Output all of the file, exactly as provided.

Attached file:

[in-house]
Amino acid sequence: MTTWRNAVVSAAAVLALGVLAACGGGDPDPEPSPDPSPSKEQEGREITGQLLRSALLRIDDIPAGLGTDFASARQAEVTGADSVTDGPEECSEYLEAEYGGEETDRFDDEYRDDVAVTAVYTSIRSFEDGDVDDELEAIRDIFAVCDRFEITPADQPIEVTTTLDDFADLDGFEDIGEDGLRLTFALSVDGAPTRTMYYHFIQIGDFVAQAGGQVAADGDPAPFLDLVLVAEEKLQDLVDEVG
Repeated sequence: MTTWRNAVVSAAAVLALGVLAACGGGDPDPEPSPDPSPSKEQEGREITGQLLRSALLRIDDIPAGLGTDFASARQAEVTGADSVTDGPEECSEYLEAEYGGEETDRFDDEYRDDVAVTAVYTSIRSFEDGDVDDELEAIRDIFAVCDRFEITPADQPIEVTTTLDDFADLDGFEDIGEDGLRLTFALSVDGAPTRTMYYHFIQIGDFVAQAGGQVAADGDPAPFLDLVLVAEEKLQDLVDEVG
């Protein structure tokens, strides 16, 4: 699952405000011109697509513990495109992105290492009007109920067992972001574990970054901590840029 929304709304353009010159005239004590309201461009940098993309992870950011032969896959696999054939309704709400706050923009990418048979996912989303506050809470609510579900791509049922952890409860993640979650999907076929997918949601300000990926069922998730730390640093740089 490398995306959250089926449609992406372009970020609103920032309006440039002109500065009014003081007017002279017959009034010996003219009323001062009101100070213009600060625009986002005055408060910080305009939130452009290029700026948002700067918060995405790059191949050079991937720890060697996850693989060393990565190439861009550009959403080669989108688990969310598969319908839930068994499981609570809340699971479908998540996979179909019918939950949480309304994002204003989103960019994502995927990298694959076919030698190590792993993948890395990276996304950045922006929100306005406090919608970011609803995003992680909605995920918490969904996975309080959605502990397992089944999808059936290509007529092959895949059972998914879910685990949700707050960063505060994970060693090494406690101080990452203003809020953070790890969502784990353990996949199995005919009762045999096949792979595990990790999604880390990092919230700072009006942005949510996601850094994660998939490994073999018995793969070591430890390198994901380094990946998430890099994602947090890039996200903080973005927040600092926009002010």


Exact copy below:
[in-house]
Amino acid sequence: MTTWRNAVVSAAAVLALGVLAACGGGDPDPEPSPDPSPSKEQEGREITGQLLRSALLRIDDIPAGLGTDFASARQAEVTGADSVTDGPEECSEYLEAEYGGEETDRFDDEYRDDVAVTAVYTSIRSFEDGDVDDELEAIRDIFAVCDRFEITPADQPIEVTTTLDDFADLDGFEDIGEDGLRLTFALSVDGAPTRTMYYHFIQIGDFVAQAGGQVAADGDPAPFLDLVLVAEEKLQDLVDEVG
Repeated sequence: MTTWRNAVVSAAAVLALGVLAACGGGDPDPEPSPDPSPSKEQEGREITGQLLRSALLRIDDIPAGLGTDFASARQAEVTGADSVTDGPEECSEYLEAEYGGEETDRFDDEYRDDVAVTAVYTSIRSFEDGDVDDELEAIRDIFAVCDRFEITPADQPIEVTTTLDDFADLDGFEDIGEDGLRLTFALSVDGAPTRTMYYHFIQIGDFVAQAGGQVAADGDPAPFLDLVLVAEEKLQDLVDEVG
């Protein structure tokens, strides 16, 4: 699952405000011109697509513990495109992105290492009007109920067992972001574990970054901590840029 929304709304353009010159005239004590309201461009940098993309992870950011032969896959696999054939309704709400706050923009990418048979996912989303506050809470609510579900791509049922952890409860993640979650999907076929997918949601300000990926069922998730730390640093740089 490398995306959250089926449609992406372009970020609103920032309006440039002109500065009014003081007017002279017959009034010996003219009323001062009101100070213009600060625009986002005055408060910080305009939130452009290029700026948002700067918060995405790059191949050079991937720890060697996850693989060393990565190439861009550009959403080669989108688990969310598969319908839930068994499981609570809340699971479908998540996979179909019918939950949480309304994002204003989103960019994502995927990298694959076919030698190590792993993948890395990276996304950045922006929100306005406090919608970011609803995003992680909605995920918490969904996975309080959605502990397992089944999808059936290509007529092959895949059972998914879910685990949700707050960063505060994970060693090494406690101080990452203003809020953070790890969502784990353990996949199995005919009762045999096949792979595990990790999604880390990092919230700072009006942005949510996601850094994660998939490994073999018995793969070591430890390198994901380094990946998430890099994602947090890039996200903080973005927040600092926009002010």